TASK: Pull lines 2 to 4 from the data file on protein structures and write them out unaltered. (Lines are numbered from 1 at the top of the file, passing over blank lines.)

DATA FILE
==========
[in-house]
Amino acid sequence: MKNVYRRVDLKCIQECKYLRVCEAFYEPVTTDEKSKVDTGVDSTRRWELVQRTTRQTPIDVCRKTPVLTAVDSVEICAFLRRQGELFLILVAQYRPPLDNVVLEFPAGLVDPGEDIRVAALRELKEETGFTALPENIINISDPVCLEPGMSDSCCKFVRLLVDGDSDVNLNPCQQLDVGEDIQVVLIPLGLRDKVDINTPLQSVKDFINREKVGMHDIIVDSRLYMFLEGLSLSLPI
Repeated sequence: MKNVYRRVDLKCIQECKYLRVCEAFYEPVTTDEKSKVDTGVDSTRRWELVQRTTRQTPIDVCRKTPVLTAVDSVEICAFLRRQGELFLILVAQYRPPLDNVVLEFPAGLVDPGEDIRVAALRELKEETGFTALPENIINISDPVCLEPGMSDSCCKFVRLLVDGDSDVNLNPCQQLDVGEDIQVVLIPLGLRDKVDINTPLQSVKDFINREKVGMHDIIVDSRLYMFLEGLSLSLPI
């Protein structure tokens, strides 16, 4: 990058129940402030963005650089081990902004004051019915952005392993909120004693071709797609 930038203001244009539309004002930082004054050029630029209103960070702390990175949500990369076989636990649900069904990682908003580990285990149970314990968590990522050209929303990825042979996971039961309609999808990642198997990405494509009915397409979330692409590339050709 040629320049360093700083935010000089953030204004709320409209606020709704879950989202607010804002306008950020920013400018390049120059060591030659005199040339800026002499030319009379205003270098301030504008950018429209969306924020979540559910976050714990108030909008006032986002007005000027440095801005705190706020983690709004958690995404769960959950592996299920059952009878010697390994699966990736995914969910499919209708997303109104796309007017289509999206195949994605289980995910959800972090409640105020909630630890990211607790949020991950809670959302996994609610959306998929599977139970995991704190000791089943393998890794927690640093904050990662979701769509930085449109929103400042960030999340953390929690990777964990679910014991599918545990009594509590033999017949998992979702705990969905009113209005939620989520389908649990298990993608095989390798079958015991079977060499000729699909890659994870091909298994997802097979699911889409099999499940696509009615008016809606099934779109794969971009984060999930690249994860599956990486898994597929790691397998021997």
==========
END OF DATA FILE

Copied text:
Amino acid sequence: MKNVYRRVDLKCIQECKYLRVCEAFYEPVTTDEKSKVDTGVDSTRRWELVQRTTRQTPIDVCRKTPVLTAVDSVEICAFLRRQGELFLILVAQYRPPLDNVVLEFPAGLVDPGEDIRVAALRELKEETGFTALPENIINISDPVCLEPGMSDSCCKFVRLLVDGDSDVNLNPCQQLDVGEDIQVVLIPLGLRDKVDINTPLQSVKDFINREKVGMHDIIVDSRLYMFLEGLSLSLPI
Repeated sequence: MKNVYRRVDLKCIQECKYLRVCEAFYEPVTTDEKSKVDTGVDSTRRWELVQRTTRQTPIDVCRKTPVLTAVDSVEICAFLRRQGELFLILVAQYRPPLDNVVLEFPAGLVDPGEDIRVAALRELKEETGFTALPENIINISDPVCLEPGMSDSCCKFVRLLVDGDSDVNLNPCQQLDVGEDIQVVLIPLGLRDKVDINTPLQSVKDFINREKVGMHDIIVDSRLYMFLEGLSLSLPI
């Protein structure tokens, strides 16, 4: 990058129940402030963005650089081990902004004051019915952005392993909120004693071709797609 930038203001244009539309004002930082004054050029630029209103960070702390990175949500990369076989636990649900069904990682908003580990285990149970314990968590990522050209929303990825042979996971039961309609999808990642198997990405494509009915397409979330692409590339050709 040629320049360093700083935010000089953030204004709320409209606020709704879950989202607010804002306008950020920013400018390049120059060591030659005199040339800026002499030319009379205003270098301030504008950018429209969306924020979540559910976050714990108030909008006032986002007005000027440095801005705190706020983690709004958690995404769960959950592996299920059952009878010697390994699966990736995914969910499919209708997303109104796309007017289509999206195949994605289980995910959800972090409640105020909630630890990211607790949020991950809670959302996994609610959306998929599977139970995991704190000791089943393998890794927690640093904050990662979701769509930085449109929103400042960030999340953390929690990777964990679910014991599918545990009594509590033999017949998992979702705990969905009113209005939620989520389908649990298990993608095989390798079958015991079977060499000729699909890659994870091909298994997802097979699911889409099999499940696509009615008016809606099934779109794969971009984060999930690249994860599956990486898994597929790691397998021997």